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The Daily Wildcat

The Daily Wildcat

 

Column: Wildcats struggle when playing similar pace

Arizona+guard+Gabe+York+%281%29+waits+across+court+on+Saturday%2C+Jan.+23+in+Haas+Pavilion+in+Berkeley%2C+California.+The+Wildcats+have+struggled+in+California+for+much+of+the+season.+
Sydney Richardson
Arizona guard Gabe York (1) waits across court on Saturday, Jan. 23 in Haas Pavilion in Berkeley, California. The Wildcats have struggled in California for much of the season.

With Arizona returning home this week after splitting on the road in the Bay Area, beating Stanford and losing to California in heartbreaking 74-73 fashion, the Wildcats are placed in a tough position in the middle of the Pac-12 Conference.

Following the split on the road, Arizona is now 3-4 in the state of California, counting the DirecTV Wooden Legacy and its first conference road trip to Los Angeles.

Don’t put the blame on the bad luck of playing in California, but rather Arizona having a strenuous time against teams that play at a similar pace.

Arizona plays its best basketball when fast break opportunities turn into a layup drill, because it’s simple, a missed basket or turnover turns into a quick outlet pass to a guard and then a quick bucket.

Last week against the Washington schools was arguably the Wildcats’ best weekend of conference play. Washington has an extremely talented, yet youthful team who Arizona managed to score 24 points off of turnovers against.

It’s all fun and dandy when points come with ease, as the Wildcats are scoring more than 70 points per game in the conference. However, when teams come right back at Arizona with the fast tempo, it’s a coin flip for whoever wins the game and that’s shown in every loss for the Wildcats.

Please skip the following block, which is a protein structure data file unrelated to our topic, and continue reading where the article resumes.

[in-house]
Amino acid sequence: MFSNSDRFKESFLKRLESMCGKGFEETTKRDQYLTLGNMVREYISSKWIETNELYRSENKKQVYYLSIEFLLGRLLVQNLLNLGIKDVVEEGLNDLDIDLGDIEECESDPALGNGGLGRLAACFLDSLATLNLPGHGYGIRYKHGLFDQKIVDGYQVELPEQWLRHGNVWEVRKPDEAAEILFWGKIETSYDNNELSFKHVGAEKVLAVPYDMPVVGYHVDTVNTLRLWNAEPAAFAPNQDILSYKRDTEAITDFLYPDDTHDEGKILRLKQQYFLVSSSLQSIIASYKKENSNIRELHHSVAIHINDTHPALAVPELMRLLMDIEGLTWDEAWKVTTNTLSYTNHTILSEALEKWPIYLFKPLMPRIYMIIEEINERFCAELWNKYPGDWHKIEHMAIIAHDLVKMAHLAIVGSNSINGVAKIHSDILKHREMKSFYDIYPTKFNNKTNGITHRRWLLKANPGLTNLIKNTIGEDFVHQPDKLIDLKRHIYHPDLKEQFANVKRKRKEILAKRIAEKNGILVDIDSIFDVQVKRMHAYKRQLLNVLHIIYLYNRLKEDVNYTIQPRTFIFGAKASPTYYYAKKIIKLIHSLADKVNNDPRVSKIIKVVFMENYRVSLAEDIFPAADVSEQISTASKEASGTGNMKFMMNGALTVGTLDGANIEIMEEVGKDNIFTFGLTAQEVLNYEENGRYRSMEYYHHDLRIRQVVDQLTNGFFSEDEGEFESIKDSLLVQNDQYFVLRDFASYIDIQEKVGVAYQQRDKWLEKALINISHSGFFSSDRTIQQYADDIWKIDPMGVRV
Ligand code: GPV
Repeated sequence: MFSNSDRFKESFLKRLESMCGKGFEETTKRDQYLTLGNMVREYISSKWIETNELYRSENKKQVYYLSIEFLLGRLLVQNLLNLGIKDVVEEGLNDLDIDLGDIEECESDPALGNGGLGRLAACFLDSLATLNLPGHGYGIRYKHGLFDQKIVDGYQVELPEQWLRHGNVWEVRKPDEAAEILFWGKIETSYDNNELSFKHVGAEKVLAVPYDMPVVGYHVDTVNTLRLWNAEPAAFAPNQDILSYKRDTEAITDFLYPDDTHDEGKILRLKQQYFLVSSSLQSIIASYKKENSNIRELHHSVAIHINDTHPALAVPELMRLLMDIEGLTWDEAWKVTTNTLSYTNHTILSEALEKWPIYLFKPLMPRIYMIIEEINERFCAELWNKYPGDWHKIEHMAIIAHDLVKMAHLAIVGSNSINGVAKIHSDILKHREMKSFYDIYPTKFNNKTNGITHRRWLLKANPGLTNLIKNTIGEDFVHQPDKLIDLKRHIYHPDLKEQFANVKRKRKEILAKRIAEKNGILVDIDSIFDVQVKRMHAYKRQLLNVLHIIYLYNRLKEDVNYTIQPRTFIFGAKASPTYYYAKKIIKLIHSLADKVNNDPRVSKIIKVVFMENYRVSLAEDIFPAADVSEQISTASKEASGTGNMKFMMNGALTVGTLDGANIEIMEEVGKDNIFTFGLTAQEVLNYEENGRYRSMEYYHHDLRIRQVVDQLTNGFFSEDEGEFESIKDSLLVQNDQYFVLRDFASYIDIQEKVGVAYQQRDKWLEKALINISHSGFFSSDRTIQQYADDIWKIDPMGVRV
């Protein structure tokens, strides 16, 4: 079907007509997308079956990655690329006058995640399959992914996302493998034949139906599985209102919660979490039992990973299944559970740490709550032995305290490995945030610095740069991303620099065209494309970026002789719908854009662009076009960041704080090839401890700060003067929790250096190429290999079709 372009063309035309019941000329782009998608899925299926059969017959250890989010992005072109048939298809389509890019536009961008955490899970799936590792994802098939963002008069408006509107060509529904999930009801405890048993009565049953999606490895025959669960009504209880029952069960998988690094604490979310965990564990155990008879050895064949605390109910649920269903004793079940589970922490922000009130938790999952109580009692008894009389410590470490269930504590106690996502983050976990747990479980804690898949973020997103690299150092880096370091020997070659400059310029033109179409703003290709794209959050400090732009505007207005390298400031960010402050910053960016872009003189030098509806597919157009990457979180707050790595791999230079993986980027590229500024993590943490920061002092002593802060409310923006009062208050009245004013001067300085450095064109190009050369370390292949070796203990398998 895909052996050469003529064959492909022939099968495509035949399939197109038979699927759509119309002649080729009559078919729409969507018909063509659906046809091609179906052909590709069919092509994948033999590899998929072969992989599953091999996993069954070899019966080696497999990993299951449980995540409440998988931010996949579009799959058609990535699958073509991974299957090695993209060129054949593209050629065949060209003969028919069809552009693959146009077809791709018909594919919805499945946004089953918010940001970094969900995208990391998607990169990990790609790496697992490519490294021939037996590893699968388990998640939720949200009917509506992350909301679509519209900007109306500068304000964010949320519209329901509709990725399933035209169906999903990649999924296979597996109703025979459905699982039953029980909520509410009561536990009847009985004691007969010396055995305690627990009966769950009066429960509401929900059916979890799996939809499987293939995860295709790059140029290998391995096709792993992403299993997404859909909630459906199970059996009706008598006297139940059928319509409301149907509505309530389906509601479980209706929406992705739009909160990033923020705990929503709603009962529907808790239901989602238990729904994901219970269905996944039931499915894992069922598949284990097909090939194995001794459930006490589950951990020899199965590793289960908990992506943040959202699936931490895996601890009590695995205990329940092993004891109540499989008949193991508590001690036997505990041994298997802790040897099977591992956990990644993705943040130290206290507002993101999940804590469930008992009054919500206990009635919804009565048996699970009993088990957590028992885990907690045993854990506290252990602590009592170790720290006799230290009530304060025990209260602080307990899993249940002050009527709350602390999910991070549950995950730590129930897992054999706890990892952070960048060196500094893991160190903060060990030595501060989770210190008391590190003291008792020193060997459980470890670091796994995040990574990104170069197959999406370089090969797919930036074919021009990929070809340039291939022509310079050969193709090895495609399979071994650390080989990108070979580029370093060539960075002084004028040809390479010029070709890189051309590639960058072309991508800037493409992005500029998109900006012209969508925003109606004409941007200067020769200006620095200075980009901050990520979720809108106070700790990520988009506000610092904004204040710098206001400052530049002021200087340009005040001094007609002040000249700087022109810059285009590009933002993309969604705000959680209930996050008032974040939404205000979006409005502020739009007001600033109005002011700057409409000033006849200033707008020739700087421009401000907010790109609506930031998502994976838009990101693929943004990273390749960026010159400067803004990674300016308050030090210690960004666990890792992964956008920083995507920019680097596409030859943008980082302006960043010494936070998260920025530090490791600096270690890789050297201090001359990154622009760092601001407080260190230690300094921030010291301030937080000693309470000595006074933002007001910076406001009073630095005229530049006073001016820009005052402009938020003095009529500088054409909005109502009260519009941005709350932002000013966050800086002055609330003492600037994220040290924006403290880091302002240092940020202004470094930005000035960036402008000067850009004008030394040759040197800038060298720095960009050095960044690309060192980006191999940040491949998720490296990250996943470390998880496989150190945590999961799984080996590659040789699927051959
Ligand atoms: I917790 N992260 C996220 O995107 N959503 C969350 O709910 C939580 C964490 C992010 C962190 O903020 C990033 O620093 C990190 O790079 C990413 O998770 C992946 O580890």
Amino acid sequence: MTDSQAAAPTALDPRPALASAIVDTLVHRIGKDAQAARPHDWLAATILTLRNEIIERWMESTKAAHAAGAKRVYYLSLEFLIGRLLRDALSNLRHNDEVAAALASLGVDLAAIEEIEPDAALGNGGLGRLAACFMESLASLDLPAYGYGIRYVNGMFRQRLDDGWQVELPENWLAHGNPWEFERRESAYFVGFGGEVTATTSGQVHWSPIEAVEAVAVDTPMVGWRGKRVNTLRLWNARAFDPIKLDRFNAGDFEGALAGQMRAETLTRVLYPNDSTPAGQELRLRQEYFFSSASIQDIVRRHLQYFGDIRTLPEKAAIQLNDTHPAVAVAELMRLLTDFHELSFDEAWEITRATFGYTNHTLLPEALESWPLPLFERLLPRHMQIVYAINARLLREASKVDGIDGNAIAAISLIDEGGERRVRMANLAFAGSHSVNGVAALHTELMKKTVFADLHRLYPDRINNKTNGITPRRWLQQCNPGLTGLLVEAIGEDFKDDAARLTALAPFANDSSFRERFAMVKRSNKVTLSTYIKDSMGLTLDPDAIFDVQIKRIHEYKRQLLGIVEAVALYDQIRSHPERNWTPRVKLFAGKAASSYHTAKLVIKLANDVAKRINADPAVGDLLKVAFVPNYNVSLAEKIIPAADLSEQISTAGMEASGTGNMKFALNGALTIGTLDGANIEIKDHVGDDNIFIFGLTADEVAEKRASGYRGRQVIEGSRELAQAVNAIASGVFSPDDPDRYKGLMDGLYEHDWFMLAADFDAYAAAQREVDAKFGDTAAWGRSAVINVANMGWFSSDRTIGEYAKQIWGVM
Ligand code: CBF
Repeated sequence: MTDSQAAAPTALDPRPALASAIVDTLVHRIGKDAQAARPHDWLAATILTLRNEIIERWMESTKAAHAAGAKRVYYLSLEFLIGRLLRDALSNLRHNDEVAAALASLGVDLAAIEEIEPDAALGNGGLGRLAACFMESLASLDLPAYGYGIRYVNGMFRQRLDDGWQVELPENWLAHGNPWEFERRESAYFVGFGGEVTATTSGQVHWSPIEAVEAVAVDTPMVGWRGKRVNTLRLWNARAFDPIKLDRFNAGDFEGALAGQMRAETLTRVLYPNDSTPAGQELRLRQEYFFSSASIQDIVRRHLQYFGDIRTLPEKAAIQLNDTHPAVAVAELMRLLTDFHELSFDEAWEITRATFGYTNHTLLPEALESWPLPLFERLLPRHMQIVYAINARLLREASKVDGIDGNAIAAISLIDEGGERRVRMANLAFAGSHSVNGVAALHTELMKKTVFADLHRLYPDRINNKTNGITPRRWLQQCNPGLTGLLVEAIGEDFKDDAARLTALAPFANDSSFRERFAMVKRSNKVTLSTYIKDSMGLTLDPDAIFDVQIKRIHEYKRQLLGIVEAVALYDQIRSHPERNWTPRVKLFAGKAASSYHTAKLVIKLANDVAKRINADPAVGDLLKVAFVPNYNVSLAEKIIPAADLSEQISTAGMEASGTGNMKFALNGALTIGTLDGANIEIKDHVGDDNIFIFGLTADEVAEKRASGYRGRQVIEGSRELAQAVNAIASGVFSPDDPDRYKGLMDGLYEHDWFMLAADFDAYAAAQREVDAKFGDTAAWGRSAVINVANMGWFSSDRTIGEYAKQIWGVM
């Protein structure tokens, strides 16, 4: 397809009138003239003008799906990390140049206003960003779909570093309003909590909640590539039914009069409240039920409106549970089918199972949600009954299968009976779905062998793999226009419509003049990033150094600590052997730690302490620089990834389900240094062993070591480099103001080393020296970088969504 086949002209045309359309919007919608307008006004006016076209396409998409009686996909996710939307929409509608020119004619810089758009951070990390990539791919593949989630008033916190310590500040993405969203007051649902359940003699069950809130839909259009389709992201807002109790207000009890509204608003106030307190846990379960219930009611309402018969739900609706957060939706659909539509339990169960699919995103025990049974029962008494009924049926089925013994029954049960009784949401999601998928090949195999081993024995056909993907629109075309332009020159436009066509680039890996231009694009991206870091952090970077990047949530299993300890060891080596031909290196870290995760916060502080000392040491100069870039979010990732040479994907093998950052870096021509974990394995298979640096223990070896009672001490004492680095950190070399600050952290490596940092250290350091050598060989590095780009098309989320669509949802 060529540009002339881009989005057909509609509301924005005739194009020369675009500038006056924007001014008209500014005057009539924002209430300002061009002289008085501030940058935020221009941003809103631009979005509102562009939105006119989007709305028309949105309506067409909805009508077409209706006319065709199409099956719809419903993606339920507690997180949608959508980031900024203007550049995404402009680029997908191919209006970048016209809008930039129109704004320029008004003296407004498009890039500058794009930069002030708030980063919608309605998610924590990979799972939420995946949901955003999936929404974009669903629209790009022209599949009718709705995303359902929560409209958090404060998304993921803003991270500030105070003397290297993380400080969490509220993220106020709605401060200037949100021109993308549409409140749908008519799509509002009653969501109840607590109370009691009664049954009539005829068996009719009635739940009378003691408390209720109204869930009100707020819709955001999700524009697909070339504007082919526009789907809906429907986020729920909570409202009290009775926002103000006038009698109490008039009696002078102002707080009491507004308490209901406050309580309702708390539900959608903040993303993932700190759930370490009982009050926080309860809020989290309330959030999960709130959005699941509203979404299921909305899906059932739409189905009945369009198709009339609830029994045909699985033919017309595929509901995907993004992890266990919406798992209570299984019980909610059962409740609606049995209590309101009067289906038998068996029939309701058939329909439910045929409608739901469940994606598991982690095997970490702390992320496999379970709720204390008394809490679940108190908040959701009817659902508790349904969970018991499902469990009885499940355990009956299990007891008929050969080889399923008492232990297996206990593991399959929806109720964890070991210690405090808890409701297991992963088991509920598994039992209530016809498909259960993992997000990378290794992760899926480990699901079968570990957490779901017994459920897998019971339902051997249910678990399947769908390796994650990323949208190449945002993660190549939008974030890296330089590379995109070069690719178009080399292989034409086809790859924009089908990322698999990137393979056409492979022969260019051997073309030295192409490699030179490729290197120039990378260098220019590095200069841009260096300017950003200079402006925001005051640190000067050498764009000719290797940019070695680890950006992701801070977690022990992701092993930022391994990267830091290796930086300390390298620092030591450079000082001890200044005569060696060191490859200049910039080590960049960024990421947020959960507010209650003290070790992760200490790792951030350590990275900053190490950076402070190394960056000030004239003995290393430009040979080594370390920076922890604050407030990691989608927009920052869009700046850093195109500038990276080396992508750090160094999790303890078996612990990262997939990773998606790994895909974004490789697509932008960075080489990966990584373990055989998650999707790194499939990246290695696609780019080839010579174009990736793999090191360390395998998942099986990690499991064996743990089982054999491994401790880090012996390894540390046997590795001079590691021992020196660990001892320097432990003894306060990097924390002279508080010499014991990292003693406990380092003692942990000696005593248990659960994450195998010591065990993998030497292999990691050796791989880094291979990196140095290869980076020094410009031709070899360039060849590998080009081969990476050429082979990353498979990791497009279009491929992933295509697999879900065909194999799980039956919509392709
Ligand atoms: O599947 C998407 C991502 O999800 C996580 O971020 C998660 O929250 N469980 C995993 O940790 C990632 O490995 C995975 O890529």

Going back to their first loss against Providence, the Friars forced 21 turnovers and had a seven-point advantage in points off of turnovers. Cal only had three points less than the Wildcats and USC had two more fast break points than Arizona.

A similar situation happened Saturday night in the second half, when Arizona head coach Sean Miller, reintroduced the 2-3 zone defense and lack of transition defense, leading to Jordan Mathews having a career night with 28 points on 10-of-17 shooting.

Cal had 14 points off of turnovers to go along with seven fast break points. The Golden Bears moved the ball up the court, especially in the second half. Their controlling the tempo even though Arizona was comfortable in that pace might have been the difference maker.

“Cal is really good in transition of off turnovers and misses and I thought that really was the difference in the game because their push in transition and ability to find [Jordan Mathews] and the points they generated was too much for us to overcome,” Miller said.

With the spotlight on the Cal freshmen duo Ivan Rabb and Jaylen Brown, it was Mathews that created separation late in the game in the right corner by going up five with just over a minute left.

“A lot of his shots didn’t come in the half court offense, it came in the transition where I thought his teammates did a great job finding him and when they found him, they made us pay,” Miller said. “We went to a 2-3 zone one time and I didn’t recognize him in the corner and he made us pay. A shooter of his caliber and the way he is playing, certainly the way he played tonight, he was the difference tonight.”

It doesn’t get much easier for Arizona, even though the Wildcats are at their best at home. Oregon defeated Cal by 14 points and former Miller recruit Tyler Dorsey, who is averaging 13.8 points per game, will suit up for the Ducks and test the Arizona backcourt once again.

Cal has shot 35 percent from 3-pointer for the entire season and Oregon is right behind them with 34 percent. If they’re anything like their football’s offense, then the Wildcats will play man-to-man defense for the most part.

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